Treating cancer may take more than just one doctor. You may receive a diagnosis from an oncologist and then may continue to work with other doctors and nurses, based on your treatment plan and specific needs.  

The goal of a strong treatment team is to have support for all the different aspects of lung cancer treatment. Studies show that a team of many doctors with different specialties leads to better care and can make a difference in treatment outcomes.

How You Can Play a Role in Your Treatment Team

It’s important that all the doctors in your team know the full extent of your care. And learning as much as you can about your cancer can help prepare you for what’s to come and help you feel more confident about your treatment plan. Here are a few ideas we’ve gathered from the community to help you and your treatment team work together. 

  • Talk to your team: Let every member of your care team know every other member’s contact information
  • Share your goals: Share your treatment goals with all your doctors and nurses. The individual healthcare professionals can tailor treatment to try to meet your goals
  • Bring a pen and a friend: Take notes at every appointment with one of your doctors and share those notes with your treatment team. It might be helpful for a family member or friend to go to appointments with you to take notes
  • Keep track of your medications: Share the list of all the medications you take with all the members of your treatment team. This may help to limit possible drug interactions
  • Listen to your body: You know your body best. If something doesn’t feel right, be sure to discuss it with your treatment team

Talking to Your Doctor About Cancer Progression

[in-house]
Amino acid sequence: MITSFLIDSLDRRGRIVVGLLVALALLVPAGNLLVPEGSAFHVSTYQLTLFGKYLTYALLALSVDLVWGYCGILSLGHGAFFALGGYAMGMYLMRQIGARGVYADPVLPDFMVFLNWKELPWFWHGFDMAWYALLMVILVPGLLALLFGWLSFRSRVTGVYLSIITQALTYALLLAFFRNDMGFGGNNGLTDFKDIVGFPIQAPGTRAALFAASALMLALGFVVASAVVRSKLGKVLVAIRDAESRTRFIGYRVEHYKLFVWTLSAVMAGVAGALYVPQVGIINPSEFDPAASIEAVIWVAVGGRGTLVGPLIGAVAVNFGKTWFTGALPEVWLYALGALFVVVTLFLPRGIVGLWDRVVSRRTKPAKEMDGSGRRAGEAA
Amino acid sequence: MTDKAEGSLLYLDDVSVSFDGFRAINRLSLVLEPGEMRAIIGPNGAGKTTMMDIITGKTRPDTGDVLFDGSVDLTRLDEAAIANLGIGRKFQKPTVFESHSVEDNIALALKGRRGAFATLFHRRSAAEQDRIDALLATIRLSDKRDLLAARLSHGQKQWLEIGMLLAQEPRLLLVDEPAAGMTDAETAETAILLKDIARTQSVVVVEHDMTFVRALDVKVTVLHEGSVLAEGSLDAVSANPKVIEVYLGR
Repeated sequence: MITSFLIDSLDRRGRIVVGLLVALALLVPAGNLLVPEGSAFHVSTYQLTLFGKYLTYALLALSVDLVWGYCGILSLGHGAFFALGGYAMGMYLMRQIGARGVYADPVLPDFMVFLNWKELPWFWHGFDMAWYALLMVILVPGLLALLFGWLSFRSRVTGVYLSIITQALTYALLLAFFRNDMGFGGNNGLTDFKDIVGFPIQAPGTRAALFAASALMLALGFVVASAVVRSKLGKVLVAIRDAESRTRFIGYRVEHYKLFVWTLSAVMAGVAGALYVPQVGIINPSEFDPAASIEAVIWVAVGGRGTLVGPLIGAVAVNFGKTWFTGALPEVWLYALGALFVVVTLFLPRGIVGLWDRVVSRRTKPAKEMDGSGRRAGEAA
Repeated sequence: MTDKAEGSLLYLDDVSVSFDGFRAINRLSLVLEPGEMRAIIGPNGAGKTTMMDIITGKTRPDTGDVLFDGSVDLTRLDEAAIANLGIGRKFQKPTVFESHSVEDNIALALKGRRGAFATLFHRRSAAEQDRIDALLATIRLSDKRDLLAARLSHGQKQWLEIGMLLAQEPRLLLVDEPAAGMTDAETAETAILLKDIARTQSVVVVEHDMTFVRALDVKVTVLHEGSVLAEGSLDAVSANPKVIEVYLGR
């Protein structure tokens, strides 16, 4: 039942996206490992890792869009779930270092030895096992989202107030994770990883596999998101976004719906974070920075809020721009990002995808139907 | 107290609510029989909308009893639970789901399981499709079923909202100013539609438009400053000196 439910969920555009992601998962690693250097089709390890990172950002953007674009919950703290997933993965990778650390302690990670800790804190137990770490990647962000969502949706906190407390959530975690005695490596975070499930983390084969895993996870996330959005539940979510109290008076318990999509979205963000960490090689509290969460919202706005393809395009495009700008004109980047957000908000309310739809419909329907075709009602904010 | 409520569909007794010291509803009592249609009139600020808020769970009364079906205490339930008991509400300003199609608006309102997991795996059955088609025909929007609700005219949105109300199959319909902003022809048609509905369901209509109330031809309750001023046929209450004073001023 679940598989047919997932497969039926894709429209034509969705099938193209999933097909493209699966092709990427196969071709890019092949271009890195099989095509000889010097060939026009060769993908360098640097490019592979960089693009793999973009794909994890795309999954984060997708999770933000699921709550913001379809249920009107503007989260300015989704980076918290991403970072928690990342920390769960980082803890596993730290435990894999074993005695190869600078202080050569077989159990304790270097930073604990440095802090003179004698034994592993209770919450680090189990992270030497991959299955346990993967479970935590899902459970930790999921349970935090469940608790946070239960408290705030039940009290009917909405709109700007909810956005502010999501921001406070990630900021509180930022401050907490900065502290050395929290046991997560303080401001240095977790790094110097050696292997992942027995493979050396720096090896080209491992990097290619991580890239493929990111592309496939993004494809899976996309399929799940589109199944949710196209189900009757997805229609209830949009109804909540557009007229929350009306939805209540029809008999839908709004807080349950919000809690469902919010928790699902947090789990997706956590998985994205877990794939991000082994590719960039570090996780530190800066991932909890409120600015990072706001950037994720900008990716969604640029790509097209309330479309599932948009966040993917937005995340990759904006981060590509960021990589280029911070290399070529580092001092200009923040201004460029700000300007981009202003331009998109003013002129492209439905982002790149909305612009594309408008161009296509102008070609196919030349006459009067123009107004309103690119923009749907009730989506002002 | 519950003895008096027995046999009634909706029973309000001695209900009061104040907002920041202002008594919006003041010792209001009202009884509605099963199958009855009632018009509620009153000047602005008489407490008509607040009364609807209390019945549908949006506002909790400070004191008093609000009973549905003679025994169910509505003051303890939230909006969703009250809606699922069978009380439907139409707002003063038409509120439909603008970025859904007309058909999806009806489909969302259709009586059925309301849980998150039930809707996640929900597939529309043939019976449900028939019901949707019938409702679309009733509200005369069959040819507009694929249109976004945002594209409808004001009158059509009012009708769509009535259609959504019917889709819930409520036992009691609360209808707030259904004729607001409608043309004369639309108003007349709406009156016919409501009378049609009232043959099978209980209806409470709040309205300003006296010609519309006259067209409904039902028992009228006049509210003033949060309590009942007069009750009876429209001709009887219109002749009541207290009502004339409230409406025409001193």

Cancer progression is caused by a number of things, and it’s different for everyone. When cancer progresses, it may be a sign that treatment is no longer working. This means a change in treatment may be needed.

Even if your cancer hasn’t progressed, it’s a good idea to talk to your doctor, so you can determine a plan should you need one. 

Here are some questions to help get the conversation started:

  • How do I know if my treatment is still working?
  • Is there anything you can do to monitor my cancer progression?
  • What happens if my cancer becomes resistant to treatment or if treatment no longer works?

It’s a good idea to listen to your body and take note of how you’re feeling. Tell your doctor right away about any changes you notice in your health.

It’s a good idea to listen to your body and take note of how you’re feeling. Tell your doctor right away about any changes you notice in your health.

Finding Additional Support

Being diagnosed with lung cancer is a difficult and different experience for everyone, and it comes with a range of emotions. It’s helpful to know you are not alone in this journey. Whether you find comfort through family, friends, or online communities, it’s important to make sure you feel supported through your treatment. Hear from our community members about their personal experiences with lung cancer.

Don’t Forget to Make Time for Yourself

Having lung cancer comes with many different appointments and doctors' visits but setting aside time just for yourself can help manage stress and anxiety. Try to carve out 30 minutes a day to do something that brings you joy. Whether it’s going for a short walk or picking up your favorite book, it will make a difference in each day.